THE DOGGETT BROTHERS: Get High (Ashwood/P Vine)

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We’ve been tracking the career of East Anglia’s Doggett Brothers (Greg and Carl) since 2010 when they were featured on one of the ‘Soul Unsigned’ albums. That exposure gave the sibling writing/musician/production partnership the confidence to issue a full LP – ‘Daylight’ which became Jazz FM’s “album of the week”! A few bits and bobs followed; then their acclaimed ‘Colours’ long player in 2016. Now the boys are delighted to launch their latest long player – the ten tracker that is ‘Get High’.

Anticipation for the album has been high amongst the soul cognoscenti since the set has been prefaced by two wonderful singles. First everyone enjoyed the album’s title track….’Get High’. Guest vocalist was/is the too long neglected Nate James and he nails the song which rides on an edgy, electronic but still soulful groove. Then came ‘Don’t You Know’ –a totally different proposition… a gorgeous ballad with soulful vocals from Jarrod Lawson and a caress of sweet strings. The Doggetts had done ballads before but ‘Don’t You Know’ is the work of properly mature soul producers; it’s haunting and emotion-tugging and full of painful tenderness.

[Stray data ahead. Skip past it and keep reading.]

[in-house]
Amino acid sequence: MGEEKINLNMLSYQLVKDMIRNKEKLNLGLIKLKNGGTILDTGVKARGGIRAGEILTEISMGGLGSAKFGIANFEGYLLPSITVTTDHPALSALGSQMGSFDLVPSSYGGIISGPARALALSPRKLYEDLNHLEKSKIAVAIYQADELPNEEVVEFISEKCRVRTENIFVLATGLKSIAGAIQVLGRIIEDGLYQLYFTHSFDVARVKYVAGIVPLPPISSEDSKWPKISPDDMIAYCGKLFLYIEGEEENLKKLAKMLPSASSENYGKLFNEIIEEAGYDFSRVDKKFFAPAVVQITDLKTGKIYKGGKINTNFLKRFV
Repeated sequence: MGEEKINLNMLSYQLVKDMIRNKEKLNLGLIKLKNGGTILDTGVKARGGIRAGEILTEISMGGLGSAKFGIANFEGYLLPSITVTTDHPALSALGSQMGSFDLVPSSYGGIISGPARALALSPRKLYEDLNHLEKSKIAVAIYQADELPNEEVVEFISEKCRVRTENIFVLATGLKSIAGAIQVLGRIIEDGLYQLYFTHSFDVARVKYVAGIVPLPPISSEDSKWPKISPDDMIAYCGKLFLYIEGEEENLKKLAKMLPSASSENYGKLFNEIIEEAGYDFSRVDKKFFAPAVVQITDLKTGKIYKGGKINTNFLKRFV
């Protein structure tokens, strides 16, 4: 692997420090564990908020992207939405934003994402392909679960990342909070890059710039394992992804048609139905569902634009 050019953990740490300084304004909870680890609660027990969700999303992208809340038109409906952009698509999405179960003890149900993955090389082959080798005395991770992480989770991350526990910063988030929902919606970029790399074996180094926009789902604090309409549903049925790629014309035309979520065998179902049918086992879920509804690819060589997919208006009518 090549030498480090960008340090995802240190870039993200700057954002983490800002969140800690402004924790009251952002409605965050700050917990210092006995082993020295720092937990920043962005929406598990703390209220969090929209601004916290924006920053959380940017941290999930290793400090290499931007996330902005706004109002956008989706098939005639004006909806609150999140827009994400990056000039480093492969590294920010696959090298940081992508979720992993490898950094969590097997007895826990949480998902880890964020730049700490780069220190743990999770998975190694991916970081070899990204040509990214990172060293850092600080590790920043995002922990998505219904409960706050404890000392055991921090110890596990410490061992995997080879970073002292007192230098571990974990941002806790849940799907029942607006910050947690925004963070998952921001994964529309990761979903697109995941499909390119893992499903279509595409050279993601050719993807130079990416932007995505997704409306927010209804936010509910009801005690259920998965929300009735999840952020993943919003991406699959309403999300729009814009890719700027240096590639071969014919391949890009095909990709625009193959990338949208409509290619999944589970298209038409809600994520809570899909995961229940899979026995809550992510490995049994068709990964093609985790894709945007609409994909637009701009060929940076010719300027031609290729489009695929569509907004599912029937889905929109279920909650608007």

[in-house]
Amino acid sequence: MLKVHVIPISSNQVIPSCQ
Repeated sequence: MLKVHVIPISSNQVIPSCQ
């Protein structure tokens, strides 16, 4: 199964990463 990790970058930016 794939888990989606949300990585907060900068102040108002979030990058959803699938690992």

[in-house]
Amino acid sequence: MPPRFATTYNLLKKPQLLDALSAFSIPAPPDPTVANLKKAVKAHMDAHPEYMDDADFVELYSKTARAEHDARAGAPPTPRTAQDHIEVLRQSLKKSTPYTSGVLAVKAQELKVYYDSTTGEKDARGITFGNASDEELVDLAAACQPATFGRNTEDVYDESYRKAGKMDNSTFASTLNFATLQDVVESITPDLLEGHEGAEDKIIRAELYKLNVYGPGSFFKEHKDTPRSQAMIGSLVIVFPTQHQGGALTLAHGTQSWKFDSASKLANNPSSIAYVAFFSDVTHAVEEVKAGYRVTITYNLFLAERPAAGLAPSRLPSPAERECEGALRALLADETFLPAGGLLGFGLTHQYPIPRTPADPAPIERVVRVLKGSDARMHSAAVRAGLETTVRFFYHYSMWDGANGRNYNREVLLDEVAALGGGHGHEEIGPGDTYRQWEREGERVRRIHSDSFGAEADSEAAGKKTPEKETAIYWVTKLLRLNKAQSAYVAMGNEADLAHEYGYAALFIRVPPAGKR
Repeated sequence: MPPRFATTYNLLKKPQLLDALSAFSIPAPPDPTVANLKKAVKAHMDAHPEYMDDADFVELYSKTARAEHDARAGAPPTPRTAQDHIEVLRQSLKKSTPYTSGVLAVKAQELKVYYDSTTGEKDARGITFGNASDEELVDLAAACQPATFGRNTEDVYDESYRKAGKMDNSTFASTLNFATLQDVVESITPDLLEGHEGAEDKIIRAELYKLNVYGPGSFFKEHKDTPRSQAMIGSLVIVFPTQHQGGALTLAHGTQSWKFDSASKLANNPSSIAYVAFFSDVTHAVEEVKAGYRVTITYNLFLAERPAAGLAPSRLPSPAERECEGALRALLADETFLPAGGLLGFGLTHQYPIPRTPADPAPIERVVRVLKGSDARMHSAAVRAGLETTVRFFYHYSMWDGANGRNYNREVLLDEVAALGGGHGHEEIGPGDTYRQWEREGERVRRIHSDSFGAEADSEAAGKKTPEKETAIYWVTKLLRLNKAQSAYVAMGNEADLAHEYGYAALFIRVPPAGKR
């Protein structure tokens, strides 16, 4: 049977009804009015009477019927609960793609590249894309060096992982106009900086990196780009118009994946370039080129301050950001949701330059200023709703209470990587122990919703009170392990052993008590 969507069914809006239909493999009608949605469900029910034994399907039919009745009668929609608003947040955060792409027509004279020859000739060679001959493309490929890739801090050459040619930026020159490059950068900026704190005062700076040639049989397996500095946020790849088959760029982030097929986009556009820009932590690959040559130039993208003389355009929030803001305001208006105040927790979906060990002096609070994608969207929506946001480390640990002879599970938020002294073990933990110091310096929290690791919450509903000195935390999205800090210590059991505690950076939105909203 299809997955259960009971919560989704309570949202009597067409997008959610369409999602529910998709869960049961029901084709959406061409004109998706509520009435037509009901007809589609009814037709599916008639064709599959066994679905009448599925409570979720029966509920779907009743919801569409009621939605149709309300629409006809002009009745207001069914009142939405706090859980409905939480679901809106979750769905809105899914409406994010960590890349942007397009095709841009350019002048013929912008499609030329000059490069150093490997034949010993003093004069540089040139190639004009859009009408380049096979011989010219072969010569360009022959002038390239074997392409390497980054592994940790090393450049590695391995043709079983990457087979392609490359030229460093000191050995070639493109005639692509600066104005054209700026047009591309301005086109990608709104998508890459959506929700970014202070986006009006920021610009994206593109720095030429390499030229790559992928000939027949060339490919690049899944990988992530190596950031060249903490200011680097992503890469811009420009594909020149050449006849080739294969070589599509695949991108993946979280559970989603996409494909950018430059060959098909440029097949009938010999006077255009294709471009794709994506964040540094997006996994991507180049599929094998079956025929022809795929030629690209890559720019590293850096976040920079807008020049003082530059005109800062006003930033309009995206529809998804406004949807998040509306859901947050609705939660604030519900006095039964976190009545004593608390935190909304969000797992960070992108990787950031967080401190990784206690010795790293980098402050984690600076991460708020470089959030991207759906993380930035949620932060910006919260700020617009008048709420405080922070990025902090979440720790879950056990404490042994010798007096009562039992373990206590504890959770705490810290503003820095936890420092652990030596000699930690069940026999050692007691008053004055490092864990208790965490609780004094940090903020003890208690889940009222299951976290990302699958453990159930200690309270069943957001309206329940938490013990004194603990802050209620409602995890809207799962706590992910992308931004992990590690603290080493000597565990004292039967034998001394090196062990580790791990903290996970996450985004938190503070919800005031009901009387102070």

In truth, it is the album highlight but let’s be clear. ‘Get High’ (the album) is no one trick (or bearing in mind what we’ve just said “two”) trick pony! ‘Stumbling’ is another hit the spot slow groove with a lazy neo soul vocal from Hannah Tobias while ‘You Give Me Something’ (vocals from B Thompson) will please soul dancers. Interestingly both these tunes have the same electro edge that is apparent on the LP title cut.

The remaining vocals are handled by UK singer Coco Malone and she does a great job on tunes like ‘California Sunshine’ and ‘In The Flow’ and I’m guessing that she’s the voice on the LP closer ‘Gonna Wait’ –a semi-instrumental that allows the Doggetts to show their instrumental skill and their jazzy predilections (their dad Alan was a noted jazz drummer). It’s a satisfying end to the ten tracker; and you know, ten tracks is just about right for a soul album. Quantity rarely means consistent quality. Here we have ten perfectly crafted soul cuts – clearly put together with love and respect for the genre.

The album is out now on Ashwood Records but on P Vine in Japan.

(BB) 4/5